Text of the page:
SPARKS, Nev. — With mosquito season just around the corner, the Nevada Department of Agriculture is advising all horse owners to contact their veterinarians and update their animals’ West Nile Virus (WNV) vaccinations.
WNV is transmitted by mosquitoes, which are active in warm seasons. Since 2004, there have been 205 confirmed cases in Nevada of WNV in horses.
WNV causes encephalitis in horses, resulting in loss of appetite, depression, fever, lack of coordination, hind limb weakness, muscle twitching, convulsions and the inability to swallow. Approximately one-third of unvaccinated horses, which contract the disease, dies or must be euthanized
“The vaccine is very effective in preventing disease,” said Dr. Michael Greenlee, Nevada’s state veterinarian. “We encourage horse owners to vaccinate their animals to ensure their health and well-being.”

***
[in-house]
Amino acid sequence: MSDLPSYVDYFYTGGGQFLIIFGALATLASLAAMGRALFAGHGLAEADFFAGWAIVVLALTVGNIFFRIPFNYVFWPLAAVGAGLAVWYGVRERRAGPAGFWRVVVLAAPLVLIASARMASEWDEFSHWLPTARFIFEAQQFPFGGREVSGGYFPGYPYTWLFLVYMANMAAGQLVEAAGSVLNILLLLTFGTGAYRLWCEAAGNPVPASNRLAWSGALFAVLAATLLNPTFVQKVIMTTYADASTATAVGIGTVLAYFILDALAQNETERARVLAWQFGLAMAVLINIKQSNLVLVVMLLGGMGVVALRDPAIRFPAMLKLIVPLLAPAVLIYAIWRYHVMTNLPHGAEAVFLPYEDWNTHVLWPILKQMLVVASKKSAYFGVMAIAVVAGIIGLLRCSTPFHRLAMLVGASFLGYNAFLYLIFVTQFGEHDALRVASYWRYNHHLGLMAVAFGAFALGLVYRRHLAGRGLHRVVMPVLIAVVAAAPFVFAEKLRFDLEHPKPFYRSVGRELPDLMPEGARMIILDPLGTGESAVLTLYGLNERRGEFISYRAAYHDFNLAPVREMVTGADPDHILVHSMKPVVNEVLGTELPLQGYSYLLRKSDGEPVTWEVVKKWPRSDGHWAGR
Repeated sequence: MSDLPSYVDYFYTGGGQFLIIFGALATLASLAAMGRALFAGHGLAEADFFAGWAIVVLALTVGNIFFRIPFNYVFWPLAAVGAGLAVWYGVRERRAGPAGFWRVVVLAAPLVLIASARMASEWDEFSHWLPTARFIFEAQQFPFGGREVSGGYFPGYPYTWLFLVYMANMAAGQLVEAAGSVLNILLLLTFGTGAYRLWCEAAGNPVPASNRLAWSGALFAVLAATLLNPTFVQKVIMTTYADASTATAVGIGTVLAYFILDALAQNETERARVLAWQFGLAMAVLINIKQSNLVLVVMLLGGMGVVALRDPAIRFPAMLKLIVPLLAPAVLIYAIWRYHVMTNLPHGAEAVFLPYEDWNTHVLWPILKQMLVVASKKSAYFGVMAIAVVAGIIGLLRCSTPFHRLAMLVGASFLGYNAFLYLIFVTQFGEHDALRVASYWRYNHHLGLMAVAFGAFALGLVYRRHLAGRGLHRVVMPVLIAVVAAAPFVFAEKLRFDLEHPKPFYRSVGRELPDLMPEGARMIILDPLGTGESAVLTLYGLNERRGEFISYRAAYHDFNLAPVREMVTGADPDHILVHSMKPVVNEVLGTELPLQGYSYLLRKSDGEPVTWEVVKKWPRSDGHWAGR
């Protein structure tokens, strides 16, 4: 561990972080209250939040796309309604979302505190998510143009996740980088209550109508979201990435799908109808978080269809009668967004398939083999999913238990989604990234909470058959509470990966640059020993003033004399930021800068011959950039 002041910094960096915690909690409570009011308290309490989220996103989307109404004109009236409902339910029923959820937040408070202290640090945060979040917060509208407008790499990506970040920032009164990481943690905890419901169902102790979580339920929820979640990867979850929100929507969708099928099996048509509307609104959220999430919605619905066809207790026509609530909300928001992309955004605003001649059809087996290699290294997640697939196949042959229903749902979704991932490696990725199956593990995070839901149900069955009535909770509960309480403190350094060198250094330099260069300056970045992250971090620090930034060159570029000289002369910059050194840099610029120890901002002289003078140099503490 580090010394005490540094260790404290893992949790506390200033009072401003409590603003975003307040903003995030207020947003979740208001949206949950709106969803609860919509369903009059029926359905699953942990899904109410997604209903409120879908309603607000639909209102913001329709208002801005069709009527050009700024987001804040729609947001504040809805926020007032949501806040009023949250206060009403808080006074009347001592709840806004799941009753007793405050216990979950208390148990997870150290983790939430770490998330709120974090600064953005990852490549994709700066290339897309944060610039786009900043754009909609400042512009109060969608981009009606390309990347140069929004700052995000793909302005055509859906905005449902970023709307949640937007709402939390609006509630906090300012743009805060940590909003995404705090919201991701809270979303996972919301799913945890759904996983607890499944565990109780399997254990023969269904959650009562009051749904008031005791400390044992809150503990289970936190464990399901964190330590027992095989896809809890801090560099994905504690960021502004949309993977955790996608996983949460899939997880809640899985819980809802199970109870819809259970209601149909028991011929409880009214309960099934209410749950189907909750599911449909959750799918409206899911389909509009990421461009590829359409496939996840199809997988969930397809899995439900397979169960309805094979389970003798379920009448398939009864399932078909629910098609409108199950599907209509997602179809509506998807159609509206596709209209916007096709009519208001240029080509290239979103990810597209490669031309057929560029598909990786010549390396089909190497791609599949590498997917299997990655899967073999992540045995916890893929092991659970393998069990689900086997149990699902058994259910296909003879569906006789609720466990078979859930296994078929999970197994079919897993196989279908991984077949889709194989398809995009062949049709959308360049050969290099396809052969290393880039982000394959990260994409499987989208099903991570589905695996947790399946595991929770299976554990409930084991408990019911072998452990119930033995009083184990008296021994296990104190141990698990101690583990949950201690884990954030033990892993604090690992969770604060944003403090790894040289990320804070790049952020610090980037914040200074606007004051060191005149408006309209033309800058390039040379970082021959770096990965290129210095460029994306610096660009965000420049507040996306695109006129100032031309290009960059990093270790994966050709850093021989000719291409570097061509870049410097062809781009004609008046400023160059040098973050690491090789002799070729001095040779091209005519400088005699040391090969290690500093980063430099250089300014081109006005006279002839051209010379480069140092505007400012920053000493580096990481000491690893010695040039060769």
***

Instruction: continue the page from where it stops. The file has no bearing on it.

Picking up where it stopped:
In addition to vaccination, equine owners can take other measures to reduce exposure to mosquitoes.
Owners should eliminate potential breeding sites, which include any item that can hold standing water such as old tires and other small containers. They should also keep horses inside during the peak mosquito activity period of dusk to dawn and avoid the use of lights that may attract mosquitoes. Use of EPA approved repellents will provide another layer of protection for their animals.